The mayor of Bridlington has slammed a planned hike in rail fares claiming it could be a “disaster” for tourism in the town.
Rail passengers travelling to Bridlington face a 3.5% increase in fares from January 2015, which could be hiked a further 2% by the line’s operator - Northern Rail.
Councillor Shelagh Finlay said: “We need to encourage visitors to come to Bridlington and a fare rise on the trains will certainly not do this.
“I use the trains myself and I am not happy about the increase in prices. We rely on tourists coming by rail and road to the area so it would be a disaster.”
The prices are set to rise next year across the country, however it is up to individual train operators whether an extra 2% increase will be added to the cost of a ticket.
Councillor Cyril Marsburg, of Bridlington Town Council, said: “Trains are extremely expensive now and potential visitors to the area could be discouraged from making the journey to Bridlington.
“The more money people spend on their transport to the town, the fewer funds they will have to spend while they are in the area on leisure activities which bring a sustainable income to local businesses.”
Bob Hillery, president of the Bridlington Tourism Association, said: “I wouldn’t think that a 3.5% increase would have an impact on tourists coming to Bridlington for the day too much.
“I believe the main victims of the inflation will be residents who use the service daily. The season ticket will likely cost around £2,000 between Hull and Bridlington which is a big sum to pay.”
David Walford, rail development consultant, said: “The direct train from Hull to Scarborough runs every 30 minutes through Driffield and Bridlington which is a good service and it brings a lot of tourism into the area. It is these services that we need to protect as it could setback the area millions of pounds.
“I understand that improvements cost but there is an imbalance where an inappropriate increase in fares comes in. There is no level playing field between the East Yorkshire lines and the central busy lines. An increase in our fares would consequently be subsidising changes and improvements to West and South Yorkshire trains.”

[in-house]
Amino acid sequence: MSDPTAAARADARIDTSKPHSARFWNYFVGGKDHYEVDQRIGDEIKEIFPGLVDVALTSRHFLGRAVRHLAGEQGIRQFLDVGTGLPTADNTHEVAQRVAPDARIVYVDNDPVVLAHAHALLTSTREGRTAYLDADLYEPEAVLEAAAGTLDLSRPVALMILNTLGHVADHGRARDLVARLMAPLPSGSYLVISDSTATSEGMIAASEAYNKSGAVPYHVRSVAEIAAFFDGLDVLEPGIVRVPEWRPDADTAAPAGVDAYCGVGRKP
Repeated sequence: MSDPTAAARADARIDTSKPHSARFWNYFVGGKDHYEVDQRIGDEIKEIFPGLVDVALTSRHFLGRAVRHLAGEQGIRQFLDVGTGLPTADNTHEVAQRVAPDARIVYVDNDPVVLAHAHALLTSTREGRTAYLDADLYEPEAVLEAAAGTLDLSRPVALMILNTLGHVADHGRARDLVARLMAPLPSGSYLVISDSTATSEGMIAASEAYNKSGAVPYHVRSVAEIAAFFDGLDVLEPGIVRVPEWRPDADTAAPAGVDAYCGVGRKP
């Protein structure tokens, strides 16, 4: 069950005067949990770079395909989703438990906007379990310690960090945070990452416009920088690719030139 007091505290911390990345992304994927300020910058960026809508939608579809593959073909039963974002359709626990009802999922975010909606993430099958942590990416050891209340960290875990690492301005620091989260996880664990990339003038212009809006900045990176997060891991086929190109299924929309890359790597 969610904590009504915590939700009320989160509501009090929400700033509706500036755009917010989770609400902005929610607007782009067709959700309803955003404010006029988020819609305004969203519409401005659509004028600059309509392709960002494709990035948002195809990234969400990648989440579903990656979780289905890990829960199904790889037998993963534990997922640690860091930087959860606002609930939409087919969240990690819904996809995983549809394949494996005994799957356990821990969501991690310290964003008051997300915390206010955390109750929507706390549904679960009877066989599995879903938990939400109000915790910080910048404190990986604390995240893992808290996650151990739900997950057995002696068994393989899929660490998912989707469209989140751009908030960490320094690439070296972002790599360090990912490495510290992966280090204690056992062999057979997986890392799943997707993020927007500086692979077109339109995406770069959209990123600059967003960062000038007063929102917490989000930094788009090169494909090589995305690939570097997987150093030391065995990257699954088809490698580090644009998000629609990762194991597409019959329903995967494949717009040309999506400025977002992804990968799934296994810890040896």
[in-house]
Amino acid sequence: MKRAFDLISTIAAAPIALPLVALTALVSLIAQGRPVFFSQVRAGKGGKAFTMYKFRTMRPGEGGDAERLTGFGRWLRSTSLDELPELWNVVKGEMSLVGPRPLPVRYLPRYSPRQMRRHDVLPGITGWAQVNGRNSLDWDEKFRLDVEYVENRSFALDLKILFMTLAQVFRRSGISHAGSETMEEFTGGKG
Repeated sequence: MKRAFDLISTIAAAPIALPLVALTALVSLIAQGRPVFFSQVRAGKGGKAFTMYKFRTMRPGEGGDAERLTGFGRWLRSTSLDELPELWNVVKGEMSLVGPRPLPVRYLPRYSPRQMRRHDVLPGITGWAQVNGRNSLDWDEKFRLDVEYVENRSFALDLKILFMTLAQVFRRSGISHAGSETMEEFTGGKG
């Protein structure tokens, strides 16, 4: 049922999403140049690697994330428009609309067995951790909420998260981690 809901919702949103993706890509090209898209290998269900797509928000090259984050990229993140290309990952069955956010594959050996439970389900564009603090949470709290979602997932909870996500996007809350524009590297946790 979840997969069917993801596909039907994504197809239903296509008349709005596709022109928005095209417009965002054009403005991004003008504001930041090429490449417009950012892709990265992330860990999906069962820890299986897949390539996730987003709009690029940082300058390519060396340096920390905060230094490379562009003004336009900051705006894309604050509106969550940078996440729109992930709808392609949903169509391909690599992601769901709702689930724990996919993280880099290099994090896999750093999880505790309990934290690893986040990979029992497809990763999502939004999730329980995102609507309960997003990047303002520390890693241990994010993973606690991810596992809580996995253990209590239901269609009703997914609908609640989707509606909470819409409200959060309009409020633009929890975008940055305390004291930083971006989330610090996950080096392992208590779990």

A spokesperson for Northern Rail said: “We run hundreds of different services which will need to be recalculated. It is up to each individual rail operator to decide how much to charge after the RPI inflation and we won’t know how much we will be charging for each route until November time.”
Michael Roberts, director general of the Rail Delivery Group (RDG), said: “Money from fares pays for more trains, better stations and faster services on what is already Europe’s fastest growing, safest, and most improved railway. Over the next five years, £38 billion will be invested in improving the network.
“The government decides the average change to regulated fares each year. For a decade, successive governments have regulated commuter fares so as to increase the share of rail’s cost paid by passengers rather than taxpayers. We want to continue getting more out of every pound we spend and encourage more train travel to pay for services and improvements.”
This week Northern Rail has denied it is planning to reduce the number of services to Bridlington from Sheffield and Doncaster. However a potential reduction of passengers using the trains has caused worry that some services could be closed in the future.